Bishops in Ignatius of Antioch
April 7, 2009

I wrote this paper a long time ago. English translations of Ignatius can be found here.

Otherwise titled:

The Wagon Wheel:
A non-hierarchical model for the episcopate in Ignatius of Antioch

Speaking of ecclesiological development from the first to the fourth century is difficult without mentioning Ignatius of Antioch, for in his letters the concept of a monarchical episcopate first emerges. In earlier texts of the New Testament and even in 1 Clement, the exact nature of bishops had been unclear, and some have even speculated that the ἐπίσκοπος and πρεσβύτερος roughly referred to the same thing.1 Even if ἐπίσκοπος (episkopos “bishop”) and πρεσβύτερος (presbyteros “elder”) were not synonymous, the elementary references to these offices in the NT appear very different from the supreme bishop as understood centuries later. Because Ignatius counsels his audiences to keep close, in faith and love, to their ἐπίσκoποι, of which there is only one in each congregation, he is seen by some scholars raising ecclesiology to a higher level.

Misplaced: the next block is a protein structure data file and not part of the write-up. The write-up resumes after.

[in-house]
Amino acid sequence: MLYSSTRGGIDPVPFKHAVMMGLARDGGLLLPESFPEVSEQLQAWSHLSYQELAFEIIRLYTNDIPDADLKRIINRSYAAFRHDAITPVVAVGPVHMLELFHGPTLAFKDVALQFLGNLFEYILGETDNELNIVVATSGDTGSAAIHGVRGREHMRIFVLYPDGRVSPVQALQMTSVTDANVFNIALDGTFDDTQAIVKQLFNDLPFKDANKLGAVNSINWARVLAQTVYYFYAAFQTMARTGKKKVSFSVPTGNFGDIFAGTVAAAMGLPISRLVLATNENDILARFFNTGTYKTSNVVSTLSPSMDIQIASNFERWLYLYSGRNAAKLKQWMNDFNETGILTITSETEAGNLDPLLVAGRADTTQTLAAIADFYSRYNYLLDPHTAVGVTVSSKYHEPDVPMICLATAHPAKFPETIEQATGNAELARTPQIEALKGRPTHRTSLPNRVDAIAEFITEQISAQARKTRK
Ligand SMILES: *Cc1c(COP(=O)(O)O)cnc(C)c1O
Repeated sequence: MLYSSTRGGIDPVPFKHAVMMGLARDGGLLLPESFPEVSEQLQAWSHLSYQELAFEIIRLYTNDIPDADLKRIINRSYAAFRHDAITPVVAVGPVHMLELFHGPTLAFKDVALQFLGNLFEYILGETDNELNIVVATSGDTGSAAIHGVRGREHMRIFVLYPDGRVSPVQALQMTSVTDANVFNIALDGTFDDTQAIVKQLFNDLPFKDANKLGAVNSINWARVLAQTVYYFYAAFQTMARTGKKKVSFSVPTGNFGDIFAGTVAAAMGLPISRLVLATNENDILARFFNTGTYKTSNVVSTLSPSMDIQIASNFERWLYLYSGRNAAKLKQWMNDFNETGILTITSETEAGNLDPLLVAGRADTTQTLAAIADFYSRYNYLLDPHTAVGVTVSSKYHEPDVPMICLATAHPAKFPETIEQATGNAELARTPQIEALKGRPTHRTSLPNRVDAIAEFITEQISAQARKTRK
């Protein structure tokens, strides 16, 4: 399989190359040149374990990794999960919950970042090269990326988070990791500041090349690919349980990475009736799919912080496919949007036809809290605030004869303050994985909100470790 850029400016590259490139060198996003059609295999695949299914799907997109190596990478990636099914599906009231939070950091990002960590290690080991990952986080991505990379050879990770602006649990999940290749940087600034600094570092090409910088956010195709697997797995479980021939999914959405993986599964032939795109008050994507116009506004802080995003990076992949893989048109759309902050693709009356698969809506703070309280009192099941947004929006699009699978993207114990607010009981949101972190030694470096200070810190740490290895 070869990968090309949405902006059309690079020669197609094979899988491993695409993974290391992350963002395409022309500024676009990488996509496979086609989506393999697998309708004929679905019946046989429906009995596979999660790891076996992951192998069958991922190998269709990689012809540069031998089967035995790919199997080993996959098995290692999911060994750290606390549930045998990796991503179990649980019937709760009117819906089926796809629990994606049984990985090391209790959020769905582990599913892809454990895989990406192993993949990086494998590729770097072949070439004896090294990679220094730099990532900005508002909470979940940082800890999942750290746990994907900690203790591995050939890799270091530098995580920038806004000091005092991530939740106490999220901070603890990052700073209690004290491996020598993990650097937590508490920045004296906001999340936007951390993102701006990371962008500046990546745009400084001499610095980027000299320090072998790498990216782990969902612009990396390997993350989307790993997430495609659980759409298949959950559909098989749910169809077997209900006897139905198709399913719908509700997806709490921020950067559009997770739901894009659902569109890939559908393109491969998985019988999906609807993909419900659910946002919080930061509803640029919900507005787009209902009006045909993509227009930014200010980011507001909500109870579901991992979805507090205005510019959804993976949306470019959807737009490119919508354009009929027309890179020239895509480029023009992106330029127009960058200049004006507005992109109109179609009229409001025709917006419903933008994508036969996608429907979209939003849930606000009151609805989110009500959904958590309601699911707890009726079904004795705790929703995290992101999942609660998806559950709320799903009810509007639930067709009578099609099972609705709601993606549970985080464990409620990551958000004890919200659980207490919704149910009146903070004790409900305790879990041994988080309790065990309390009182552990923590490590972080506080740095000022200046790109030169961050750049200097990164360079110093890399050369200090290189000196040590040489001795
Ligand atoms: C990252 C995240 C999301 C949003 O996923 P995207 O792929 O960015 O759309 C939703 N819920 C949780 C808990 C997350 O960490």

ignatiusIn the present age when authority, especially ecclesiastical authority, has lost its potency in many circles, scholarship is quick to classify these references to ecclesiastic offices and centralized authority as evidences of an authoritarian hierarchy.2 Nevertheless, this hierarchical model fails to account for the doctrines of love, faith, and unity present in the writings of Ignatius. For such a detailed hierarchy to be present, Ignatius’ audience would expect him to at least include a delineation of command, but presbyters are never once commanded to be subject to bishops. If anything the presbyters’ authority is equal to that of the bishop. Furthermore, it is not the bishops which Ignatius calls his fellow servants, but the deacons. Ignatius’ concept of a monarchical bishop is a manifestation of the schismatic nature of his opponents and not of a delineated hierarchy, in which the bishop is supreme. (more…)